Heads up, California students: this math competition for high school is organized by the students at Caltech and Harvey Mudd College for teams of 2-6 students. It consists of various rounds, including team, power, and tiebreaker. The event also features an esteemed guest speaker. Get more information, including the math competition problems from prior years, on the CHMMC website.

4. Caribou Math Contests

Hosting institution: Caribou (online)

Awards: Cash prizes

Entry deadline: N/A, sign up to compete

Competition date: Contest schedules of bimonthly challenges are released in September.

This is strictly a virtual, no-stress, fun online math competition (you probably won’t be adding it to your college application), but it has great problems and has grown to incorporate students from 34 different countries. It covers a very wide range of math topics including Calcrostic puzzles, chess, math history, logic problems, and other interactive math games. 

5. Duke Math Meet (DMM)

Hosting institution: Duke University

Awards: Undisclosed

Entry deadline: Mid-October

Competition date: Early November

Duke University hosts 45 high school teams (made up of 6 students each) from around the country. Registration happens on a first come, first served basis - so register early. The event is made up of a Power Round, Team Round, Individual Round, Relay Round, and Devil Round (a fun final round meant simply to decompress).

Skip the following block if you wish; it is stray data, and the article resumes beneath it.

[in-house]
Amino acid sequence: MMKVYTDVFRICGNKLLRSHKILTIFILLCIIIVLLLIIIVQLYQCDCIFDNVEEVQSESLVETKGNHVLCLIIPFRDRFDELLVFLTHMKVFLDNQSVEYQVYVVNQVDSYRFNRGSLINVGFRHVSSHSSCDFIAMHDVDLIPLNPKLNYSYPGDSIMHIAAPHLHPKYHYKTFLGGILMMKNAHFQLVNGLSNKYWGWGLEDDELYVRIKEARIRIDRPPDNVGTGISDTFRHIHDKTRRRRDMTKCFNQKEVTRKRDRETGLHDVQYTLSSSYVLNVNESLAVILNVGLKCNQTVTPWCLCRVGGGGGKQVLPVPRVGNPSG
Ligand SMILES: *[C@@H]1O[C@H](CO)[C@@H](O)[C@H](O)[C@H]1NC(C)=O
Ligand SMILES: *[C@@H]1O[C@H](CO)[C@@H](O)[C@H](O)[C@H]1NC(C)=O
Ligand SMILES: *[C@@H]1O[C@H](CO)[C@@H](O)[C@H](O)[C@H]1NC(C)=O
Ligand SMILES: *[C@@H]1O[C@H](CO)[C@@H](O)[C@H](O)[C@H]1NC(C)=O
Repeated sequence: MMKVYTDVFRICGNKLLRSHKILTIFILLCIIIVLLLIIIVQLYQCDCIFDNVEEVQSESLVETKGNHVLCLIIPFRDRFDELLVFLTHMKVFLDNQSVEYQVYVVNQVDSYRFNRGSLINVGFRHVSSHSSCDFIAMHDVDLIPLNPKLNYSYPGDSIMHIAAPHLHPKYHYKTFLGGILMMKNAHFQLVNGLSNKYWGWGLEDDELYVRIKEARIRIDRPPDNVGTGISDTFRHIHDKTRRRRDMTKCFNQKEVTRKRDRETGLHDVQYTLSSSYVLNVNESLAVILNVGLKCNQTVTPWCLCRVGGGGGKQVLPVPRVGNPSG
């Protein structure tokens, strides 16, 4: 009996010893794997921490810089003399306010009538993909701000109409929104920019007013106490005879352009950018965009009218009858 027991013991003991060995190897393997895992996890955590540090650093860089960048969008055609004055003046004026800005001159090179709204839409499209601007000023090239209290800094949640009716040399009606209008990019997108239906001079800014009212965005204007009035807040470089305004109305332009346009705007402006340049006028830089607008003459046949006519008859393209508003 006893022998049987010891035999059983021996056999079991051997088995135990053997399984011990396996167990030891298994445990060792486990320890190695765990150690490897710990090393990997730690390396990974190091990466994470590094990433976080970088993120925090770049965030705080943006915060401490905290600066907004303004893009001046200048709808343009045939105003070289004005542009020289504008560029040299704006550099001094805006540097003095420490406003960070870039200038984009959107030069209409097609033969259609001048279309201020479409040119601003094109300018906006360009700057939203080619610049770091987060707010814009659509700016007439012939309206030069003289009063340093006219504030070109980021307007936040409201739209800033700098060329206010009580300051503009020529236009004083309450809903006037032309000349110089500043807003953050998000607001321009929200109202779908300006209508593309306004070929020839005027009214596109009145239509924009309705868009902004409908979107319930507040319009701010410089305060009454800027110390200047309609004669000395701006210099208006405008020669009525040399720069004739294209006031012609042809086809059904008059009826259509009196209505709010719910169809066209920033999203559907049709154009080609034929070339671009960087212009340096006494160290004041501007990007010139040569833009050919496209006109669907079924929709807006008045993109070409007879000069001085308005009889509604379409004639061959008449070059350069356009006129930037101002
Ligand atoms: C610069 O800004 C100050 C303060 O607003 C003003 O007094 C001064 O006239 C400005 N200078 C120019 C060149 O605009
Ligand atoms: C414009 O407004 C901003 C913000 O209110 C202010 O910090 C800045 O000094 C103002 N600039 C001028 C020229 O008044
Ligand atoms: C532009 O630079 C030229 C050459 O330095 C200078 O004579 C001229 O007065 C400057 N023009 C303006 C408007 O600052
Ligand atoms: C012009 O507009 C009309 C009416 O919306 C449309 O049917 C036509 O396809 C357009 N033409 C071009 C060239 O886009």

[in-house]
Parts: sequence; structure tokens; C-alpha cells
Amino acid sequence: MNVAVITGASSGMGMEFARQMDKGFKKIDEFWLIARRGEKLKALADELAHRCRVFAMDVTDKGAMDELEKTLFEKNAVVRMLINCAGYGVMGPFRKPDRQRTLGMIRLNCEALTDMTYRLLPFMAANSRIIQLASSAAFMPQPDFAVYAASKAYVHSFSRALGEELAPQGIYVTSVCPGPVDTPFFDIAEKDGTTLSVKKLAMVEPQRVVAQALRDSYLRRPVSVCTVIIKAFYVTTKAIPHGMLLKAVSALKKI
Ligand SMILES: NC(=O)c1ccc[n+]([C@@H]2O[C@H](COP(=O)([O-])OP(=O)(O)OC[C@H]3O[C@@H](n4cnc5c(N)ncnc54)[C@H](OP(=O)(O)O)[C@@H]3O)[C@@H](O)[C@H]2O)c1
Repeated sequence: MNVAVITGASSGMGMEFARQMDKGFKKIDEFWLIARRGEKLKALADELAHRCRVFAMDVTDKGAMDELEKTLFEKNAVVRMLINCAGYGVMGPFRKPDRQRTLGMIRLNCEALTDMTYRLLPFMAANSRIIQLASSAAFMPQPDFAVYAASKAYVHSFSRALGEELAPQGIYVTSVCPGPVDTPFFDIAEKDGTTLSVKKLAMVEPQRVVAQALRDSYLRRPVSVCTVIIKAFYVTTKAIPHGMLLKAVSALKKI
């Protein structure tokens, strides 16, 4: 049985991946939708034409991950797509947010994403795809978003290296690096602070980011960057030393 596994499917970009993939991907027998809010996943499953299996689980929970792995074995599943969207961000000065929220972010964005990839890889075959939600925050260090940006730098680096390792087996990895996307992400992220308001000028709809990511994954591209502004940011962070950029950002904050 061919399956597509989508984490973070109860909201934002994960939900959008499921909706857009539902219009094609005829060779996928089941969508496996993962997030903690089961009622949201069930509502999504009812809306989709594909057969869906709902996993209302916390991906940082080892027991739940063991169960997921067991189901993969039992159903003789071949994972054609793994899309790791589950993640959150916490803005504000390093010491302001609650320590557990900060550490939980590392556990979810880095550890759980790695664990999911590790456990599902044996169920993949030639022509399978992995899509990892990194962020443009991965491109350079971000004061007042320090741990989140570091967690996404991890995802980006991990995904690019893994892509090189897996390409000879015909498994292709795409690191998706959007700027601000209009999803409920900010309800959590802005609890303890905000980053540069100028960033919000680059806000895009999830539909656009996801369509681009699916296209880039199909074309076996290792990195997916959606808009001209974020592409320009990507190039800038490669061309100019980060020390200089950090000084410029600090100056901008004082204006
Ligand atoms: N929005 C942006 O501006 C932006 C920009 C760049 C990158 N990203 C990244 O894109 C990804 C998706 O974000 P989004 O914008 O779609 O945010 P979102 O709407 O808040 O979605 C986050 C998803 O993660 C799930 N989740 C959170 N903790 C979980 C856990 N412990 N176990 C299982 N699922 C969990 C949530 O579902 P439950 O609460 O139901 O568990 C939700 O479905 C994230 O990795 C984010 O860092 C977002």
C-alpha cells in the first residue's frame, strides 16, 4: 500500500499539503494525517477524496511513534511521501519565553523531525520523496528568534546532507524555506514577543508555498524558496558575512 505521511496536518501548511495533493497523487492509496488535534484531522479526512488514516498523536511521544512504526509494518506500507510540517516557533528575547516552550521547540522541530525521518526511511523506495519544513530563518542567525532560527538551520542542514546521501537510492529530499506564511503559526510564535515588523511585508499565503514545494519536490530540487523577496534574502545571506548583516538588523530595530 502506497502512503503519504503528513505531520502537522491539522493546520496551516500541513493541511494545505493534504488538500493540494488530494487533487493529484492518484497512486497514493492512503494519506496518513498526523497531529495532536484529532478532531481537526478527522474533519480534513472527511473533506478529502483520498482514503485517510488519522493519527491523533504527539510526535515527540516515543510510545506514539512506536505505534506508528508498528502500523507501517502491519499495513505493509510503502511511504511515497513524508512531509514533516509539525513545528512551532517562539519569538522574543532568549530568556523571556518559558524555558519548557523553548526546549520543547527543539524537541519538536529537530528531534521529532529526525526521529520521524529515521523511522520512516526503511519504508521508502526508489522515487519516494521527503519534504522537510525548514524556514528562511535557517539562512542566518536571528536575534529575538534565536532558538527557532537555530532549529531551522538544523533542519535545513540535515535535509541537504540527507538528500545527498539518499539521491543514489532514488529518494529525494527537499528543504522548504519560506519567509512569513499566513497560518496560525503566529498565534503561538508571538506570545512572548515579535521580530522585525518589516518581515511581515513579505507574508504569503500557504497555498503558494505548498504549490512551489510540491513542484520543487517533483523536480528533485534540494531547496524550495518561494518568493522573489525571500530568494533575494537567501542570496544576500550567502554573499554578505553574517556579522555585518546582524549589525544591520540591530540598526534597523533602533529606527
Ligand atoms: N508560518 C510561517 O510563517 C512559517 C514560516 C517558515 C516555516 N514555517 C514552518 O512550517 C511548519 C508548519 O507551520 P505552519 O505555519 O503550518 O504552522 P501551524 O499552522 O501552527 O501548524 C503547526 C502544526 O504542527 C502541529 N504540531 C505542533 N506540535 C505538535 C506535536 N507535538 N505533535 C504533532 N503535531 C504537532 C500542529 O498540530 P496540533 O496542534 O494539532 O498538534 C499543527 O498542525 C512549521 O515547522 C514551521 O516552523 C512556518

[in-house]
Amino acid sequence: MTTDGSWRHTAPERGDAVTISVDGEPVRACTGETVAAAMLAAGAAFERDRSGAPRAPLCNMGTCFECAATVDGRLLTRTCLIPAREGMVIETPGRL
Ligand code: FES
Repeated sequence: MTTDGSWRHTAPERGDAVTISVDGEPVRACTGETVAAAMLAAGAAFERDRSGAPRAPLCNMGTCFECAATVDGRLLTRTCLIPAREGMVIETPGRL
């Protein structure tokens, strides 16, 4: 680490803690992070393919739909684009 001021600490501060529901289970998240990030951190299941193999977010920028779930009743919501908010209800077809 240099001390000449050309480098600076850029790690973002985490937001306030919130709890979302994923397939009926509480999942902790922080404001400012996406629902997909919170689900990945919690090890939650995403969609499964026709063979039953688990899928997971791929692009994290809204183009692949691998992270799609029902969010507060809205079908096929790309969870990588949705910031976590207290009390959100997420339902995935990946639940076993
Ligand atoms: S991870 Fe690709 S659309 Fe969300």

6. Harvard/MIT Mathematics Tournament (HMMT)

Hosting institutions: Harvard University and Massachusetts Institute of Technology (MIT)

Awards: Undisclosed

Entry deadlines: varies by year; the registration window is typically three weeks in September and October

Competition date: Early November at Harvard and early February at MIT

This naturally very prestigious math competition attracts nearly 1,000 high school students globally. Teams are selected via a lottery system. Hosted at both Harvard and MIT in different months, each of the two competitions focuses on different areas. The Harvard tournament is more generally focused, with a short answer round, smaller teams, and less difficulty. The MIT version has a higher difficulty rating, involves writing proofs, and focuses on algebra, geometry, and combinatorics. HMMT also offers an unofficial online tournament.